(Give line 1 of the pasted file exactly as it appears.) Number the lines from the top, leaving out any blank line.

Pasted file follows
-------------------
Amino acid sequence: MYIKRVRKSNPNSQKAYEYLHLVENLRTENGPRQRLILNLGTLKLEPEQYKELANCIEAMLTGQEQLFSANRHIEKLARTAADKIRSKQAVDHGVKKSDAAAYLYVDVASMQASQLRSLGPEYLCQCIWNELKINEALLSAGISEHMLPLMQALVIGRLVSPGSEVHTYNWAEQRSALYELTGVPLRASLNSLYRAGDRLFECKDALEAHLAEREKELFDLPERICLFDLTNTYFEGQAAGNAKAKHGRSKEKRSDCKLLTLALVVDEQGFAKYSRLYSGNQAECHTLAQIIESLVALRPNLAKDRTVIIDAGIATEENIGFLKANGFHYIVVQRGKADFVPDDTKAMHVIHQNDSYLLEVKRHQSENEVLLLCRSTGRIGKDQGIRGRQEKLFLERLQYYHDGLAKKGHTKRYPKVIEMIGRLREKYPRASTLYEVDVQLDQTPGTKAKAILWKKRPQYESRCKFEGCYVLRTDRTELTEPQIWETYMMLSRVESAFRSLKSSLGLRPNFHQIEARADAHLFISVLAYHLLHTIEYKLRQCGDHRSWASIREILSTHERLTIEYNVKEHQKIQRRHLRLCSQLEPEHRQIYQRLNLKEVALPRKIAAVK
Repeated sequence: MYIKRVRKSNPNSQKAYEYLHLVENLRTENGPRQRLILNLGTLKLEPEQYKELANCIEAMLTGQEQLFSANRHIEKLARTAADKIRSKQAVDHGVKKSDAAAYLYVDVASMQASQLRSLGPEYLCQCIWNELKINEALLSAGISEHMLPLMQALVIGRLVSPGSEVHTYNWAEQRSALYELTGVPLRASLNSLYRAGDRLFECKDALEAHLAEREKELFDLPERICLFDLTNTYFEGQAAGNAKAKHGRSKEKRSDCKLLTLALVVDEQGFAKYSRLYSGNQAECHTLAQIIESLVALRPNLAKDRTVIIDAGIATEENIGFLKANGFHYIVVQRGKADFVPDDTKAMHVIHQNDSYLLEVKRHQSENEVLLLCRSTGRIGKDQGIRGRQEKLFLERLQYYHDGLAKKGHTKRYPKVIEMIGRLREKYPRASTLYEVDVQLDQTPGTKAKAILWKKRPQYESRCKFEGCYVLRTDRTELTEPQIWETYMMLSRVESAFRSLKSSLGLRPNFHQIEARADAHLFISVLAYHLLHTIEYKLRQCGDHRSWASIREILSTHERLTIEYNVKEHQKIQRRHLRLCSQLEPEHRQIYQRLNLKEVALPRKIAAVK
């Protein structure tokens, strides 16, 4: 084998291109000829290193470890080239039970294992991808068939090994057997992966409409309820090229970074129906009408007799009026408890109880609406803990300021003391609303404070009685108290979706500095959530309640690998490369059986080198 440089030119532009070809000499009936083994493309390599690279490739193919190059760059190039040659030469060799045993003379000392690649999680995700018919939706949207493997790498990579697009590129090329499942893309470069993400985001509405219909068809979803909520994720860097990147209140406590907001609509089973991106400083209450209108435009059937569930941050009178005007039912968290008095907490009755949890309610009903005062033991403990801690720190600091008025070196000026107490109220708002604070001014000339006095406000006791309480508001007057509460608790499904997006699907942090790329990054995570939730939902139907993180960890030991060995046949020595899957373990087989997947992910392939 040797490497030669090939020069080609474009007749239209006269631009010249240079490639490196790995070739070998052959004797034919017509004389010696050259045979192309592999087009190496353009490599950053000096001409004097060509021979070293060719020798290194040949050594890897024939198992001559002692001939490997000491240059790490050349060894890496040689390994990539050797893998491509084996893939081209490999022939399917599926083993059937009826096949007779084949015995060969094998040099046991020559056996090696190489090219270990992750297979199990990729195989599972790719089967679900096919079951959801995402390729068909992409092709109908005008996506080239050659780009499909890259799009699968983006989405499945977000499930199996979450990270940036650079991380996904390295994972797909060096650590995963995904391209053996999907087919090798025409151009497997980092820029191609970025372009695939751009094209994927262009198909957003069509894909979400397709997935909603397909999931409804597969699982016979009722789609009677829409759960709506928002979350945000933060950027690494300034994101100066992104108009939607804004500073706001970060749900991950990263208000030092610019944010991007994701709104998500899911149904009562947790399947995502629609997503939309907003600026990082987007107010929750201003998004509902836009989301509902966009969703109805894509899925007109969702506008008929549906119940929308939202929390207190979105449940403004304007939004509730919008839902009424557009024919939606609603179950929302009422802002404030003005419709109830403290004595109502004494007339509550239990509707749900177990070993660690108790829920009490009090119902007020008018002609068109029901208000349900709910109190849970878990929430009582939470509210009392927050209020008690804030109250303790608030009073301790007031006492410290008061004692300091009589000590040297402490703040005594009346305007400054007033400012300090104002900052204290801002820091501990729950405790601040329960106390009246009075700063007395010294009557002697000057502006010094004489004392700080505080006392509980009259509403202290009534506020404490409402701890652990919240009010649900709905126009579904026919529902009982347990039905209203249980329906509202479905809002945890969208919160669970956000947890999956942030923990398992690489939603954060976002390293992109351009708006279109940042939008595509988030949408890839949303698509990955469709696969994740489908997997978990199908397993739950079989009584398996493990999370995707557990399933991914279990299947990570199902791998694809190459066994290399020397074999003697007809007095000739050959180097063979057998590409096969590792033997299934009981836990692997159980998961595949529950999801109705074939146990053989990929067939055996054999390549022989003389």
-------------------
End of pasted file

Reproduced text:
Amino acid sequence: MYIKRVRKSNPNSQKAYEYLHLVENLRTENGPRQRLILNLGTLKLEPEQYKELANCIEAMLTGQEQLFSANRHIEKLARTAADKIRSKQAVDHGVKKSDAAAYLYVDVASMQASQLRSLGPEYLCQCIWNELKINEALLSAGISEHMLPLMQALVIGRLVSPGSEVHTYNWAEQRSALYELTGVPLRASLNSLYRAGDRLFECKDALEAHLAEREKELFDLPERICLFDLTNTYFEGQAAGNAKAKHGRSKEKRSDCKLLTLALVVDEQGFAKYSRLYSGNQAECHTLAQIIESLVALRPNLAKDRTVIIDAGIATEENIGFLKANGFHYIVVQRGKADFVPDDTKAMHVIHQNDSYLLEVKRHQSENEVLLLCRSTGRIGKDQGIRGRQEKLFLERLQYYHDGLAKKGHTKRYPKVIEMIGRLREKYPRASTLYEVDVQLDQTPGTKAKAILWKKRPQYESRCKFEGCYVLRTDRTELTEPQIWETYMMLSRVESAFRSLKSSLGLRPNFHQIEARADAHLFISVLAYHLLHTIEYKLRQCGDHRSWASIREILSTHERLTIEYNVKEHQKIQRRHLRLCSQLEPEHRQIYQRLNLKEVALPRKIAAVK